A study by Nesta, Cambridge University and KPMG reported that the alternative finance sector represented £3.2bn worth of investments and donations in 2015, but the total lending to all non-financial businesses in the same time period totalled over £205bn – which gives some indication of how much traditional bank loans are still dominating the market.

Yet there are so many options to get your hands on a cash injection, including:

• Crowdfunding – it does what it says on the tin. This is where a business asks for investment from a crowd of people on an online platform
• Invoice funding – if you have unpaid invoices, you can use them to prove you will have money in the future and get a lender to loan against them. This is good for short-term finance
• Angel investors – much like with Dragons’ Den, an angel investor will typically stump up some cash in return for a share of your business
• Asset finance – If you have assets, such as buildings, inventory or equipment, you can borrow against
• Challenger banks – challenger banks are banks that offer better deals or services for small businesses than the main high street banks
• Pension-led funding – this allows you to tap-in to your pension to fund your business. This is a high-risk option, and preferably used for scaling up successful businesses than getting startups to launch.

The difficult part is working out which alternative method works best for you. This can depend on a number of factors. For example, how well established is the business? Are you prepared to give up equity? How secure is the future of the business? How much do you need, and what sort of projects are you trying to finance?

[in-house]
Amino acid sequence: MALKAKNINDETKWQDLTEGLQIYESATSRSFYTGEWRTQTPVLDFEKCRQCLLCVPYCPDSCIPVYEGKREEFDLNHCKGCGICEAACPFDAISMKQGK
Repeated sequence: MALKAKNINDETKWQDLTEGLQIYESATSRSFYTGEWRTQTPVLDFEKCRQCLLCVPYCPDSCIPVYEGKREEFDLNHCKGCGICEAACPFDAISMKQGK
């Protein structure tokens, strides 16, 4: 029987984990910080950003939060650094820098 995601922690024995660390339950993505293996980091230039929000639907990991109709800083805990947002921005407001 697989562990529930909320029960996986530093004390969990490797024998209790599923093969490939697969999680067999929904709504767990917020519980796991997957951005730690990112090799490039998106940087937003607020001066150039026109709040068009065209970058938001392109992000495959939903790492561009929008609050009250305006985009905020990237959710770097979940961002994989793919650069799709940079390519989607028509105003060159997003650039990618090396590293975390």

If you are looking for finance to keep you cash flow ticking over, or to cover late payments, your best option might be something like invoice finance.

However, if you are looking to scale up your business and expand, taking on large projects like opening overseas or recruiting a whole new batch of staff, you may want to consider giving up some equity in the hopes of attracting an angel investor.

As with anything, the key is to do your research – any financing option you decide upon needs to be tailored to your business and your specific requirements.

Never rush into any agreement just to get your hands on some that all-important cash injection, but don’t put all your eggs in one basket either – there are more options out there than just traditional bank loans.

This article is part of a wider campaign called the Scale-up Hub, a section of Real Business that provides essential advice and inspiration on taking your business to the next level. It’s produced in association with webexpenses and webonboarding, a fast-growing global organisation that provides cloud-based software services that automate expenses management and streamline the employee onboarding process.

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About Author

Letitia Booty

Letitia Booty is a special projects journalist for Real Business. She has a BA in english literature from the University of East Anglia, and since graduating she has written for a variety of trade titles. Most recently, she was a reporter at SME magazine.